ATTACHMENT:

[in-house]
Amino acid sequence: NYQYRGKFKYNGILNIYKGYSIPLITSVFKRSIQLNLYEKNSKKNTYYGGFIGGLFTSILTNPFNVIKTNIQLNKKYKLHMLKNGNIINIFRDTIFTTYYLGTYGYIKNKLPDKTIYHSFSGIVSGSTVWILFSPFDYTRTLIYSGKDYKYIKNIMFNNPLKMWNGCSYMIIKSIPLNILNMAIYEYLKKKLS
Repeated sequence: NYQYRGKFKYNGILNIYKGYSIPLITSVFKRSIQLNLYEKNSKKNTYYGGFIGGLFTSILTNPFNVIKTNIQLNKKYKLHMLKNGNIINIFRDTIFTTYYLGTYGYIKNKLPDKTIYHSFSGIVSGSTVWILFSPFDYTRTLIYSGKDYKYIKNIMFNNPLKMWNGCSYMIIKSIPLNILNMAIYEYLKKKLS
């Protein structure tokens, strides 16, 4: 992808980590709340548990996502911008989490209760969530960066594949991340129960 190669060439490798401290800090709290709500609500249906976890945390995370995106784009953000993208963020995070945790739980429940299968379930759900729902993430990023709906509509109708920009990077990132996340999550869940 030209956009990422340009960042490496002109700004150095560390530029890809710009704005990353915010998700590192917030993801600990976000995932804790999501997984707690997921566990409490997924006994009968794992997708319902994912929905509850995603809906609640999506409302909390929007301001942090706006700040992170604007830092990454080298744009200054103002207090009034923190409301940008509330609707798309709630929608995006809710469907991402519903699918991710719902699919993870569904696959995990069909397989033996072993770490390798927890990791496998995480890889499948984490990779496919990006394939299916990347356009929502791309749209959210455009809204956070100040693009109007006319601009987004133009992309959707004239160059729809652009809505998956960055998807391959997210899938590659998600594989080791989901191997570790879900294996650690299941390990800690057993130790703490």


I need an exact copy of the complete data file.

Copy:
[in-house]
Amino acid sequence: NYQYRGKFKYNGILNIYKGYSIPLITSVFKRSIQLNLYEKNSKKNTYYGGFIGGLFTSILTNPFNVIKTNIQLNKKYKLHMLKNGNIINIFRDTIFTTYYLGTYGYIKNKLPDKTIYHSFSGIVSGSTVWILFSPFDYTRTLIYSGKDYKYIKNIMFNNPLKMWNGCSYMIIKSIPLNILNMAIYEYLKKKLS
Repeated sequence: NYQYRGKFKYNGILNIYKGYSIPLITSVFKRSIQLNLYEKNSKKNTYYGGFIGGLFTSILTNPFNVIKTNIQLNKKYKLHMLKNGNIINIFRDTIFTTYYLGTYGYIKNKLPDKTIYHSFSGIVSGSTVWILFSPFDYTRTLIYSGKDYKYIKNIMFNNPLKMWNGCSYMIIKSIPLNILNMAIYEYLKKKLS
């Protein structure tokens, strides 16, 4: 992808980590709340548990996502911008989490209760969530960066594949991340129960 190669060439490798401290800090709290709500609500249906976890945390995370995106784009953000993208963020995070945790739980429940299968379930759900729902993430990023709906509509109708920009990077990132996340999550869940 030209956009990422340009960042490496002109700004150095560390530029890809710009704005990353915010998700590192917030993801600990976000995932804790999501997984707690997921566990409490997924006994009968794992997708319902994912929905509850995603809906609640999506409302909390929007301001942090706006700040992170604007830092990454080298744009200054103002207090009034923190409301940008509330609707798309709630929608995006809710469907991402519903699918991710719902699919993870569904696959995990069909397989033996072993770490390798927890990791496998995480890889499948984490990779496919990006394939299916990347356009929502791309749209959210455009809204956070100040693009109007006319601009987004133009992309959707004239160059729809652009809505998956960055998807391959997210899938590659998600594989080791989901191997570790879900294996650690299941390990800690057993130790703490």